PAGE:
Since our last post, the markets have experienced a run-up of nearly 20% on the hopes that central banks won’t crush the economy. This begs the question as to whether the recent stock market’s recovery is real or just a head fake. The reality is that we’re seeing conflicting signs: Contracting real output, surging consumer prices, rising employment, record high corporate profits and historically low consumer confidence. Based on these indications, imagine how confusing and challenging it might be to navigate such a complex market without a financial advisor.
Amid the uncertainty, investors are receiving advice that differs wildly from wealth segment to wealth segment. Predictably, the clients who benefit their advisor the most will be the best informed, and emotionally prepared for volatile markets. This article explores the wealthiest segments to understand how much time advisors are spending with them, what advice is being given and what opportunities firms have to optimize advice with these clients.
High net worth
These clients have investable assets ranging from $1 million to $30 million1 (includes very high net worth). The sample comprises 67% Boomers2, and an estimated 19% Gen X and 14% Millennials. This segment represents $25 trillion of the nation’s $55 trillion investable assets3. Furthermore, it’s projected that the high net worth (HNW) and ultra high net worth (UHNW) segments will collectively transfer $84.4 trillion in assets through 20454.
Unlike lower wealth segments, HNW clients were well informed of the approaching market volatility and, in general, have been prepared by their advisors through rebalancing portfolios and moving into other inflation-resistant products (e.g., gold, short-term fixed income, etc.). Advisors of these clients have a deep understanding of their needs and can provide much needed context, reinforcing the importance of tactical and strategic allocations that their CIO has implemented in managed portfolios.
In terms of managing their assets, 74% of HNW clients say they have a strategy to protect assets against market risk5, but only around 20% have a financial plan6. Furthermore, 30% identify as self-directed investors and 50% have direct online trading account balances between $500,000 and $1,000,0007. The greatest concerns for this segment are wealth preservation, planning for retirement and the cost of health care8.
Advisors are proactively contacting these clients to review progress toward their goals and determine an approach to keep progress on track. HNW clients understand that there might be a tactical dip in their portfolios and are comfortable taking a longer strategic view.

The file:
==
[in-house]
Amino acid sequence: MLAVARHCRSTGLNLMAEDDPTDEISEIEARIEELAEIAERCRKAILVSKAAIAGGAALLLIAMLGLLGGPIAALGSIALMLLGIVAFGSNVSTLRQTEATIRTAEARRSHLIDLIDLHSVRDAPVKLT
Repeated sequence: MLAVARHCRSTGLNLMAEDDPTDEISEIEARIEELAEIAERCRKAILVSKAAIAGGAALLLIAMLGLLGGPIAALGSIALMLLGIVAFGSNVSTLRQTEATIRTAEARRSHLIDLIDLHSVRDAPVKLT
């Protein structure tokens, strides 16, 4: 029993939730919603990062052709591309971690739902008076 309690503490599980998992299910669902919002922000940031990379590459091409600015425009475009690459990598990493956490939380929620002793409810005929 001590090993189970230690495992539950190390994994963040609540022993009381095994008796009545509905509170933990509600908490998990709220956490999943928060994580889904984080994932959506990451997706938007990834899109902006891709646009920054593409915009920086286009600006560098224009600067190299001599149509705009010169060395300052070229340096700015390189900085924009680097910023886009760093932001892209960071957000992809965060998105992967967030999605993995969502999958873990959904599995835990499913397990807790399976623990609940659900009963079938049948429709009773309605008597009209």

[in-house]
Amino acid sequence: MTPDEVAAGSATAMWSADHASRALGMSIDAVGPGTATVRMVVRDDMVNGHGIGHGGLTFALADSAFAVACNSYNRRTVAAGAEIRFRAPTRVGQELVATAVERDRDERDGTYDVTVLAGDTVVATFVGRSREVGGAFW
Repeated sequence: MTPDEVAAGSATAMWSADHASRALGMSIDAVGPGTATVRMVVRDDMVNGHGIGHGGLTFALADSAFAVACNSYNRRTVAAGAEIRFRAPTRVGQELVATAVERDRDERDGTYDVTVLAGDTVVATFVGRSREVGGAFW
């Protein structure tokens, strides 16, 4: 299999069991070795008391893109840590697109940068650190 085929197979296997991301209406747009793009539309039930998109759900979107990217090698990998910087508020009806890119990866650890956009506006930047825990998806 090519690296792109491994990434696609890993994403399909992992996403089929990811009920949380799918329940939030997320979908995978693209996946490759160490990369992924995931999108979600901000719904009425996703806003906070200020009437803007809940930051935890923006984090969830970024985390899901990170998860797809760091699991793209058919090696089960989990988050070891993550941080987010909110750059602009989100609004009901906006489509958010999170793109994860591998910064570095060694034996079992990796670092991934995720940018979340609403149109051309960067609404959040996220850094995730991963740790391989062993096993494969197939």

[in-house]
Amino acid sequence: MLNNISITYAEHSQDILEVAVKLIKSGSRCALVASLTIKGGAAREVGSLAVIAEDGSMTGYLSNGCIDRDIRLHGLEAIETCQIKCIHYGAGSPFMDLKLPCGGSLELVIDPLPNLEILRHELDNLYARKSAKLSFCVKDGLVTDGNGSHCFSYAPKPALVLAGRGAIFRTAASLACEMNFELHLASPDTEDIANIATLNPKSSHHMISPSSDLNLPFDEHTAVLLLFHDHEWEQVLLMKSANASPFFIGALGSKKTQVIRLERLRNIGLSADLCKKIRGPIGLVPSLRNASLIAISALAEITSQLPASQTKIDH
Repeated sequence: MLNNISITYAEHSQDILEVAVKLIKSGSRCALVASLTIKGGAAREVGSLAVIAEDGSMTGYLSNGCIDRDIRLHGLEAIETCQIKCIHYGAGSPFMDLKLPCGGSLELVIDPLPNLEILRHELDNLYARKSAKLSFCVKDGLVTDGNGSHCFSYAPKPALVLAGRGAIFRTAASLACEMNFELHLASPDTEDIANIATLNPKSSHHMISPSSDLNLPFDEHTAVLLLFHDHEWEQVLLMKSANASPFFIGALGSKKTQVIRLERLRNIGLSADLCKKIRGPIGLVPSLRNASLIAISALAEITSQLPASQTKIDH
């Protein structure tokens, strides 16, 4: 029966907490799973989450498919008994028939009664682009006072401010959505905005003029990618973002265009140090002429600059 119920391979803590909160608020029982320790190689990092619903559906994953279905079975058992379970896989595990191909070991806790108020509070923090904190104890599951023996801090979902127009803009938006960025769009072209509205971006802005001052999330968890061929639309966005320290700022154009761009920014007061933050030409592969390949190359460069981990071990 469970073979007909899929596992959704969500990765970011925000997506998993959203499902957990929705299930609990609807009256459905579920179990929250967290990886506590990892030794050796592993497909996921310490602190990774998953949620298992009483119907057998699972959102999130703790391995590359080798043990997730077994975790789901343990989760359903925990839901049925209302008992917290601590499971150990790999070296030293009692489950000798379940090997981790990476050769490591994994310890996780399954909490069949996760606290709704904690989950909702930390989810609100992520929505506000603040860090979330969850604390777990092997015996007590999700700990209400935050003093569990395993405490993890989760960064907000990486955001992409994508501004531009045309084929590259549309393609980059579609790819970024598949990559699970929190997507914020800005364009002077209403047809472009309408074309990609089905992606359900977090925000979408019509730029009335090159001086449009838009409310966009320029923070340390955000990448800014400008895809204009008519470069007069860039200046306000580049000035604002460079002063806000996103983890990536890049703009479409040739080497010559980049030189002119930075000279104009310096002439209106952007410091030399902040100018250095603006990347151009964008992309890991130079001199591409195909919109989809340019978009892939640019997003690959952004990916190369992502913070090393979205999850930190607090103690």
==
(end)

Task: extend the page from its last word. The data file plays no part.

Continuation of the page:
Here’s a selection of opportunities among the HNW sector:
Communication: It’s in these collaborative moments that relationships are built and fees earned. Providing advisors with the right data and tools to enable meaningful conversations around a client's plan, goals and portfolio, is critical. One way to do this is by consolidating client unstructured data from various sources (externally and internally in data lakes and data warehouses, etc.). Then interpreting the data with a rules-based AI overlay that can generate reports and key insights which link back to a CRM dashboard for advisors. This enables advisors to react quickly to incoming client calls, respond to life events and provide relevant advice when giving guidance.
Consolidation: The vast majority of clients are multi-banked and use multiple providers. These are usually split between multi-family offices (MFOs), registered investment advisors (RIAs), wirehouses and private banks or trusts. As a result, being able to consolidate their entire financial situation and understand how they’re tracking goals adds considerable value for clients. Aggregation features, such as goals-based portfolio groups, relationship-based views, household-based fees, enrollment simplification (multi-account), holistic-level reporting, etc., will provide a holistic view of a client’s financial picture.
Education: Another consideration when working with HNW clients and families, is to make sure the information you provide is relevant (i.e., based on their current life stage). Not all clients work in financial services and understand the various concepts and complexities that might apply to them. To keep it simple, advisors and firms should prioritize education and focus on areas that matter most to their clients. This includes the history of financial markets — recession and recovery, for instance — wealth preservation, tax minimization, wealth transfer and trust vehicles.
Luxoft experience: Luxoft Wealth Management can help define your firm’s end-to-end HNW strategy by conducting market research, user interviews and stakeholder workshops that prioritize enhancements to attract and retain HNW clients.
Ultra high net worth
In the United States alone, there are 724+ billionaires (87+ or 12% are women)10. These clients have investable assets over $30 million and collectively hold over $8 trillion of the nation’s investable assets9. The UHNW segment is made up of 63% Boomers, 26% Silent, 6% Gen X and 5% Millennials by AUMs9. Unlike all the lower client segments, these clients are ahead of the game in every way possible. They were well prepared for market volatility and are willing (and have the wherewithal) to ride it out.